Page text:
The feeling of uncertainty is hard to describe, but we have all felt it. It can be the doubt that inhibits action, the lack of conviction in a particular choice, or the ambiguity surrounding the future. We will all go through phases when everything familiar seems to change – starting a new career, moving to a new city, losing a loved one, starting a new relationship. For some people, graduating from university is one of those times, specifically graduating without any specific plans.

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How to Negotiate a Job Offer – Workshop Overview

Life is full of negotiations and compromises. However, when we think about negotiating a job offer, the stereotypes of greedy, bossy and uncommitted people quickly surface. Many people fear that negotiating a job offer will lead to tension in the workplace, or even cause them to lose an offer*. Consequently, many people shy away from negotiating and from asking for a better work experience for themselves. To help us navigate the complexities of negotiating a job offer, McGill’s Career Planning Services (CaPS) hosted a workshop called “Negotiating Your Academic Job Offer” on March 30th, presented by Dr. Niem Huynh, as part of the Academic Career Week. Here, I summarize the main strategies for negotiating a job offer.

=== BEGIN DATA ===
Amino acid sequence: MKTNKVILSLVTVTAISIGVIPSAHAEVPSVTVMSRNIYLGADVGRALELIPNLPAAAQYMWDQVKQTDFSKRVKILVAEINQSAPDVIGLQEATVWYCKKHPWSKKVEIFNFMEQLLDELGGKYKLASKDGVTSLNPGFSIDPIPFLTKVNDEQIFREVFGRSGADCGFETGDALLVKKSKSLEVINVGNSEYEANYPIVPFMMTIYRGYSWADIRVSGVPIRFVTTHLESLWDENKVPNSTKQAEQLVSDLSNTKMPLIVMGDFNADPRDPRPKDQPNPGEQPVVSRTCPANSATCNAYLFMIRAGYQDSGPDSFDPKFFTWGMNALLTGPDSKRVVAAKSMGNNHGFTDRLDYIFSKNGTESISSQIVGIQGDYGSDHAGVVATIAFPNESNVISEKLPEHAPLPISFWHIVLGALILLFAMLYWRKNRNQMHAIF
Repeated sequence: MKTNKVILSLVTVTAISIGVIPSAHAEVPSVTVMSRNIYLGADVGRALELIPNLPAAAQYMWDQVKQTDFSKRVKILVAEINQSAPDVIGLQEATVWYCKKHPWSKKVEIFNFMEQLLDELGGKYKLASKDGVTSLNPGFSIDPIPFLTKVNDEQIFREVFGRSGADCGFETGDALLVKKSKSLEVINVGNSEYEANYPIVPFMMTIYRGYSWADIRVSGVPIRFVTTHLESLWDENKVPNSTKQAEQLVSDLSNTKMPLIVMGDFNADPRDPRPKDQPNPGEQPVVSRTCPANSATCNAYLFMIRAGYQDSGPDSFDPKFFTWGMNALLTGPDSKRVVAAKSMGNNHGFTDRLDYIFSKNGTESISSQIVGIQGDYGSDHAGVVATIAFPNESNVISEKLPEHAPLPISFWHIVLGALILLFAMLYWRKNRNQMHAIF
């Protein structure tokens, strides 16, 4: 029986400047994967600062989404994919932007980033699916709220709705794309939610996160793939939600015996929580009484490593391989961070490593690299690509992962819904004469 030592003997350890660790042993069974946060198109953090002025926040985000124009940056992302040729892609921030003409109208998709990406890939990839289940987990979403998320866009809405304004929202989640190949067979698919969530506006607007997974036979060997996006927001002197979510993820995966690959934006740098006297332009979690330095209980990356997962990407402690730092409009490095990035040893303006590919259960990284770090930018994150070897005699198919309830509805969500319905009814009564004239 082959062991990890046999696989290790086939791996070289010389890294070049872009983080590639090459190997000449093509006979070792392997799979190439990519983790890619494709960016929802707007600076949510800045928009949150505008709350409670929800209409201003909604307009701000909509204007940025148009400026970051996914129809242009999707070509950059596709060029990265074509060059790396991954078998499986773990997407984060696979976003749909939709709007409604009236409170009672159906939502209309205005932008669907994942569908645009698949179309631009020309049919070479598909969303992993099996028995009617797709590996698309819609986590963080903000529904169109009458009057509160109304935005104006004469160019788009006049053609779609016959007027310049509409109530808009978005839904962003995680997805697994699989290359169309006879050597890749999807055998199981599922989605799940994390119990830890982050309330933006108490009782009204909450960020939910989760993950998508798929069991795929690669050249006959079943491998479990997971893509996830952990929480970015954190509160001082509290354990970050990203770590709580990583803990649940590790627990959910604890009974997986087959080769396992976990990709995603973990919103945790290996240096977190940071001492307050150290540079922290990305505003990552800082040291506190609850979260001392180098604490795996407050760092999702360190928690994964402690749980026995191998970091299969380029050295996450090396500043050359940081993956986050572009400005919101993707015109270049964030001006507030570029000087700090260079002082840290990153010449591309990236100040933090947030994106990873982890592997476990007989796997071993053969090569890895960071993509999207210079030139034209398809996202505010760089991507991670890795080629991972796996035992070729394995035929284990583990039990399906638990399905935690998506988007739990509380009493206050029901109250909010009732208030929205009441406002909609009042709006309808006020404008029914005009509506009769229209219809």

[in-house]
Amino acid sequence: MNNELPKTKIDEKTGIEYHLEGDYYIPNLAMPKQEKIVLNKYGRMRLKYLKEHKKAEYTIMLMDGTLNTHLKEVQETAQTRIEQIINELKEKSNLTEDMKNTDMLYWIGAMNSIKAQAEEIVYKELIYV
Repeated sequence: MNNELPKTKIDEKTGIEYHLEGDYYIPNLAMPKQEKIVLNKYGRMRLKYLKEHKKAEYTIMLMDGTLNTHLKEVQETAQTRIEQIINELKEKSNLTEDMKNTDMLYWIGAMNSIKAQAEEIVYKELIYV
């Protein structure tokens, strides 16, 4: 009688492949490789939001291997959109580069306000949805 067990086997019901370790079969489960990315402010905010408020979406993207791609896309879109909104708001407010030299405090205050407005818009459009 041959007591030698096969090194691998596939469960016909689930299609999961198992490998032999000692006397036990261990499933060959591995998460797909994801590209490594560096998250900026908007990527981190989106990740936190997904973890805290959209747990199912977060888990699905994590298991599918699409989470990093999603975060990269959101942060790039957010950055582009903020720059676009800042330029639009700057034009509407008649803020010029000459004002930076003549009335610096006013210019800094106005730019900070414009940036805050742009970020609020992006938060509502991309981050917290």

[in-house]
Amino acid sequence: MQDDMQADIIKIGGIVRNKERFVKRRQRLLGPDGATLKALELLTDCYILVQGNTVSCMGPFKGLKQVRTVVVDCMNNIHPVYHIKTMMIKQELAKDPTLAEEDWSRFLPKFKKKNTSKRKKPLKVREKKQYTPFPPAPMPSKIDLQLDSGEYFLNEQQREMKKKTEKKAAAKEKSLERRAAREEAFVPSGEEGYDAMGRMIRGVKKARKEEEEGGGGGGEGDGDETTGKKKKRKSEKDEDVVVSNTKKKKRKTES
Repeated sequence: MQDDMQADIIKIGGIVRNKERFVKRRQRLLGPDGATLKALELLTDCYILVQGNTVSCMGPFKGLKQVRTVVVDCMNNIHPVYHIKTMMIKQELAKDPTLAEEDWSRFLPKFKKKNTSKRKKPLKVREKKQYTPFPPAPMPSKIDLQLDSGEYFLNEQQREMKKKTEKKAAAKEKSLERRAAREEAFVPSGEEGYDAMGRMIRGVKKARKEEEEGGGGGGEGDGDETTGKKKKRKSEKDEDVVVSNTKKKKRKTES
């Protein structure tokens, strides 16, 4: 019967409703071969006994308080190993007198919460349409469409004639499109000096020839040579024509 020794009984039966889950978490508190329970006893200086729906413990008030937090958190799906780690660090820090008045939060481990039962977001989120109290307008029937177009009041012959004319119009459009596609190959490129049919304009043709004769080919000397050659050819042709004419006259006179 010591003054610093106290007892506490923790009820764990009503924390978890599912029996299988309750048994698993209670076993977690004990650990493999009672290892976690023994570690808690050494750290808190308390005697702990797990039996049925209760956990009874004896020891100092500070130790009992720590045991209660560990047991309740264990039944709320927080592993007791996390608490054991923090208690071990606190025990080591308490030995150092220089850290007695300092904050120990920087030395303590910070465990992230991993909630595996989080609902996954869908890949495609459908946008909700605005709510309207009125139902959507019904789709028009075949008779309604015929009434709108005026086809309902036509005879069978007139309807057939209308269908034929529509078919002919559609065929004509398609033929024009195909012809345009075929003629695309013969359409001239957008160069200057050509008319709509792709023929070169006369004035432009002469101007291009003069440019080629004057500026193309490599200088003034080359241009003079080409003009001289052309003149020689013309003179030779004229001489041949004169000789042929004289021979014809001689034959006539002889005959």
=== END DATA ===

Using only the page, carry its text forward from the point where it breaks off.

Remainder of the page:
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Bloggers for 2017

toblogA new year means we have new bloggers joining us!

Check out their bios in the Who Are We section and come back often to read their posts on campus life and getting ready for their future careers.

“This is the year I’m going to-“: Advice for Building a Balanced Semester

school-life-balanceWe’re back in the thick of it now. The school semester is as follows (monthly); Septry-anything-out-and-apply-for-everything, Octotally-in-over-your-head-with-work, Novacate-life-and-camp-in-the-library, Decearnestly-study-for-exams-and-wait-for-Chrsitmas.